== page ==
Franc had to expand on Townshend’s original plot, adding in Jimmy’s love interest with Steph, played by Leslie Ash, and a spell in court with the Ace Face, played by a pre-fame and peroxide Sting, before Jimmy’s ultimate psychological breakdown. Filming began with shooting on location in Brighton. The case and crew assembled along with 2000 extras - some dressed as mods, the others as rockers - for the beachfront clash of the tribes. From there, it was up to London, where filming centred around The Who’s old stomping ground of West London - Shepherds Bush Market, Goldhawk Road, Notting Hill, Queensway, Willesden, and Wembley.

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The experiences of young, working class men and girls is similar the country over.

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A key scene in the film, shot in Jimmy’s back garden in Willesden, sees Jimmy with old friend Kevin, played by a very youthful Ray Winstone, who, although a rocker - the sworn enemy of mods - shares with Jimmy the disillusionment of societal constraints. “I don’t give a monkey’s arsehole about mods and rockers,” Kevin sneers. “Underneath, we’re all the same, ain’t we?”

“Nah, Kev, that’s it,” Jimmy replies. “I don’t wanna be the same as everybody else. That’s why I’m a mod, see? I mean, you gotta be somebody, ain’t ya? Or you might as well jump in the sea and drown.”

“That’s why I joined the army: to be different,” says Kevin. “To get away from all this. But wherever you go, there’s always some cunt in stars and stripes who wants to push you about.”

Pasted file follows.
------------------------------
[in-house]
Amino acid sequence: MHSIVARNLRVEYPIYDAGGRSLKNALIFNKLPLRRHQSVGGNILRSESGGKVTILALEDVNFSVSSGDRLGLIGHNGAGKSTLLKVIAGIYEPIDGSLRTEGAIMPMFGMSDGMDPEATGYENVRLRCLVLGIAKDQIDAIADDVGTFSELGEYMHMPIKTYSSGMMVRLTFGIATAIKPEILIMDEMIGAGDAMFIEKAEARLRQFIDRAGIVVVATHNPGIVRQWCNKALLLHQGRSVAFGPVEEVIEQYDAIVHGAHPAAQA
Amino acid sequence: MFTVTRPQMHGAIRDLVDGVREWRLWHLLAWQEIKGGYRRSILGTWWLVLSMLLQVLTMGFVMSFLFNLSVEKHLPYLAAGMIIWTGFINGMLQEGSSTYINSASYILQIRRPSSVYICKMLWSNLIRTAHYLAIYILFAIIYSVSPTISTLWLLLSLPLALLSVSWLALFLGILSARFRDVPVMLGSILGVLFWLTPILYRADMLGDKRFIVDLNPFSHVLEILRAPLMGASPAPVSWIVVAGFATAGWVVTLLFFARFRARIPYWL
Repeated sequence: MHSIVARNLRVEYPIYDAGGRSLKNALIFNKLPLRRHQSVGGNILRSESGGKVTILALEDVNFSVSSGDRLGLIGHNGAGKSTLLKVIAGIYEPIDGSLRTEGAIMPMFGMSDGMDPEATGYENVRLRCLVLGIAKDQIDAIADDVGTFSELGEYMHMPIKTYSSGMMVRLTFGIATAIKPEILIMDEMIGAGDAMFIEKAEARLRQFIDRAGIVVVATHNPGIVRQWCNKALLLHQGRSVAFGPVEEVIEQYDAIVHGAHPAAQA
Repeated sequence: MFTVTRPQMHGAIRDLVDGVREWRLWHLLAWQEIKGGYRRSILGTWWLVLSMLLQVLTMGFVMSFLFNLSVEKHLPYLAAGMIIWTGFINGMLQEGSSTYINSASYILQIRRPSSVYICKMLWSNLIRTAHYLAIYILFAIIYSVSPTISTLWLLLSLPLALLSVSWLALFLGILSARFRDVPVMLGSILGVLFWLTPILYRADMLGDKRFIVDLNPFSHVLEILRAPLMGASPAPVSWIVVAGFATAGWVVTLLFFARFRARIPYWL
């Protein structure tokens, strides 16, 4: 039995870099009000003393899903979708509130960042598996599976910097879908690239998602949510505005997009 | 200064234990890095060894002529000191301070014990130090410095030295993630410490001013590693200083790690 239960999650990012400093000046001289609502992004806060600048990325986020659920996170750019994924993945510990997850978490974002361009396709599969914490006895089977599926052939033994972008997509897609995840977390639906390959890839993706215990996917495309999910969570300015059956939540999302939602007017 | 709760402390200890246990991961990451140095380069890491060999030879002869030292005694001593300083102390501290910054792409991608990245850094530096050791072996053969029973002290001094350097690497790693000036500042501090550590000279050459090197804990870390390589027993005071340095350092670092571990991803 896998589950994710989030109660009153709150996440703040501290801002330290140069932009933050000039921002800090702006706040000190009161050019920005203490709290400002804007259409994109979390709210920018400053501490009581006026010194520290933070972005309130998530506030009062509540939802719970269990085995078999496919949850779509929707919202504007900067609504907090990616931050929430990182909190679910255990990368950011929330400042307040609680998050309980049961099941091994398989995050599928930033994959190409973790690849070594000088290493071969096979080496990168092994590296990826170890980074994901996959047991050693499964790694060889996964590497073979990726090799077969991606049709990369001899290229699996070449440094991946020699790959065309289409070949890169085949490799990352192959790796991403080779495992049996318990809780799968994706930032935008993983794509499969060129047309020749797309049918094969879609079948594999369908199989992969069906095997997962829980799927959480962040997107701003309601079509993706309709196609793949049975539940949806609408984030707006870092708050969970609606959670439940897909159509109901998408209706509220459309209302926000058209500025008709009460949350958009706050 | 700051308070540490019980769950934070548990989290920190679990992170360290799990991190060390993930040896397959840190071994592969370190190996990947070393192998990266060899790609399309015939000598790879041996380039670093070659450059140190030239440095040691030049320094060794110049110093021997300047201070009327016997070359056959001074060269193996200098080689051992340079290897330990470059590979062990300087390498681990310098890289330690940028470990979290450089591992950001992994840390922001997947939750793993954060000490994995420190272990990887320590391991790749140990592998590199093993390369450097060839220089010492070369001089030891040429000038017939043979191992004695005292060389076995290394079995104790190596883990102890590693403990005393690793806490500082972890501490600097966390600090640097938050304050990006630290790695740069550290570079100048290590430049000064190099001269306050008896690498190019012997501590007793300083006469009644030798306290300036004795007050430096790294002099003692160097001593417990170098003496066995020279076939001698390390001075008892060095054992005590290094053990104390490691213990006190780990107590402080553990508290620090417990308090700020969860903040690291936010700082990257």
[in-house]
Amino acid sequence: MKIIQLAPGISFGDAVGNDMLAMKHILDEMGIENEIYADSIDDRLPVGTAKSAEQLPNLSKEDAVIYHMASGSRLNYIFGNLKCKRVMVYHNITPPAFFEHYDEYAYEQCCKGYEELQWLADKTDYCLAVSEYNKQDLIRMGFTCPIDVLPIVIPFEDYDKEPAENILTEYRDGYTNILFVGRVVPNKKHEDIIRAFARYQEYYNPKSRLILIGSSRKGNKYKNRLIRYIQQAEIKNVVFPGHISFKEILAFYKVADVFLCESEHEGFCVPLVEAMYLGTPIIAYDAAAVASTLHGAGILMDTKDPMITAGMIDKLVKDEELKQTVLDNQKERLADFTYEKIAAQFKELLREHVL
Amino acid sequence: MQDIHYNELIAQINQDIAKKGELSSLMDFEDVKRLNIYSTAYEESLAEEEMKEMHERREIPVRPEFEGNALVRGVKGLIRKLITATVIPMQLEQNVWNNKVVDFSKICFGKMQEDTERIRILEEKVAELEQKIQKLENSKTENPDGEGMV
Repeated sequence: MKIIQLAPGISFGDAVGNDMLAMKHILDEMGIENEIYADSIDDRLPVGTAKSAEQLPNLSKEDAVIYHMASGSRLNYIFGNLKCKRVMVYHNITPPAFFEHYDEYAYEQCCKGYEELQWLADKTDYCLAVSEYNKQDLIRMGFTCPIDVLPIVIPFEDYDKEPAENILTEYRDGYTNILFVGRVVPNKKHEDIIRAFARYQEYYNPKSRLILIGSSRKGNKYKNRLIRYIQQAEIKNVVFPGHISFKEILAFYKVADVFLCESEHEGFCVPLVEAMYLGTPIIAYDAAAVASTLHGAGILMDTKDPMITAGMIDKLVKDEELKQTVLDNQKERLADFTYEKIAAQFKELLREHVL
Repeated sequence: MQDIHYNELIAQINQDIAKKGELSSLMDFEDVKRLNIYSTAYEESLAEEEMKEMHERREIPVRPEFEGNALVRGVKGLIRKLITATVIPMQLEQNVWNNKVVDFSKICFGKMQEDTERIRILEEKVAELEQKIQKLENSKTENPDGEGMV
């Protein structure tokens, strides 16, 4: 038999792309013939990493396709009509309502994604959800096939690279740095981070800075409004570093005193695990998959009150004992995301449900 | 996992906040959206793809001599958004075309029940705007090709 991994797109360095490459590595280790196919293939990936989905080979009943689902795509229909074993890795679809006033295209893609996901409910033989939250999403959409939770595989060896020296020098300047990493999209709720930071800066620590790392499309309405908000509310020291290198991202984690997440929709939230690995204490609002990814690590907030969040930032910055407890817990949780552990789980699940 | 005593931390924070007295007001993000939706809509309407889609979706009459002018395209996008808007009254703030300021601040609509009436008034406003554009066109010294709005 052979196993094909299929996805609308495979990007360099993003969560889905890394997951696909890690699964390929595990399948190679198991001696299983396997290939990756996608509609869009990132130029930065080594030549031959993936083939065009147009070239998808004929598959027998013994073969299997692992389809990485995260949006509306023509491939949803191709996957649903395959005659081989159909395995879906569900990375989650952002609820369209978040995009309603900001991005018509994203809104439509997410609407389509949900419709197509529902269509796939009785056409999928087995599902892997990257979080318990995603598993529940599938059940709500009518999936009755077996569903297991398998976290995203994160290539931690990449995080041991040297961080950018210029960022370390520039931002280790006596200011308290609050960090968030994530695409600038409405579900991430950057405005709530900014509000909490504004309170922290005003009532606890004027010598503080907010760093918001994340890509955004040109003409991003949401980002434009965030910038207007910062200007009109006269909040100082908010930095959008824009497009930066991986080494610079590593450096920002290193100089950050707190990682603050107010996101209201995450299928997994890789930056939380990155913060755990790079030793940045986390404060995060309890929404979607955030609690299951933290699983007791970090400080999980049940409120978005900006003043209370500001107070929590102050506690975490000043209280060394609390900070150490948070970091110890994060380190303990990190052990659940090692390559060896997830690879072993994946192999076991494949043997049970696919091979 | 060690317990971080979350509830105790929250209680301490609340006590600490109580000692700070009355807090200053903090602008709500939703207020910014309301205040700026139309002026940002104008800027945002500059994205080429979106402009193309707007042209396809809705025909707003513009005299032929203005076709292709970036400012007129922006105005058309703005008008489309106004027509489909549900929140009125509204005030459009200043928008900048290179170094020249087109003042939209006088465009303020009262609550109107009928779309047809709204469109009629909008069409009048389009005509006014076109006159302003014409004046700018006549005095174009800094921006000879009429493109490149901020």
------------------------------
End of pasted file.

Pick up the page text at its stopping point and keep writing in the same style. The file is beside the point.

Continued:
Jimmy’s desire for individuality sees him rejected by his friends, who push him further into his personal depression. Thus, Quadrophenia becomes a physical embodiment of the teenage struggle for identity and the testing of societal boundaries.

The final scene of the film was in fact one of the first shot in production. Jimmy - having found no redemption by returning to Brighton after the riots, trying to reclaim past glories, and becoming completely let down when he realizes Ace Face isn’t the iconic, infallible mod he seemed (he’s but a mere bell boy) - is careering along the edge of steep cliffs at full speed, oblivious to his own safety, trying to rid his demons in the wind. Finally, we see the scooter he’s riding hurtle fast off the cliff and crash fatally onto the rocks below. His fate is unclear - but pay attention to the very first scene of the film…

With filming completed, the gang went its separate ways, though for Mark Wingett, the thought of not seeing his co-stars again was not a worry. “That didn’t come into it,” he says. “I was close mates with Gary Shail (Spider) and Garry Cooper (Pete) and Phil [Daniels]. The extraordinary thing is we’ve still got a bond between us. We’re still all good mates and we see each other. We don’t live in each other’s pockets, but that was an extraordinary thing about Quadrophenia: we’re still all friends.”

Franc took the finished film to the Cannes Film Festival, where they attempted to sell it to international distributors. It being a thoroughly British film, concerns were raised about its translating overseas, but the crew were adamant it remain unedited. “I remember Jeffrey Katzenberg, who used to be VP at Paramount - he’s now Steven Spielberg’s partner in his film company - he said, ‘I’ll buy the film but we have to have subtitles, or we re-voice it.’ I remember Bill Curbishley’s famous line - and I was rather shocked because Bill was very fierce. Bill turned to Katzenberg, who was a little man, and Bill, the typical rock ‘n’ roll manager, said to him: ‘Katzenberg, you’re jerking off. The trouble is, you’re using my cock. Now, fuck off!’” Franc laughs. “So, in other words, Bill protected the movie.”

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I don’t wanna be the same as everybody else. That’s why I’m a mod, see?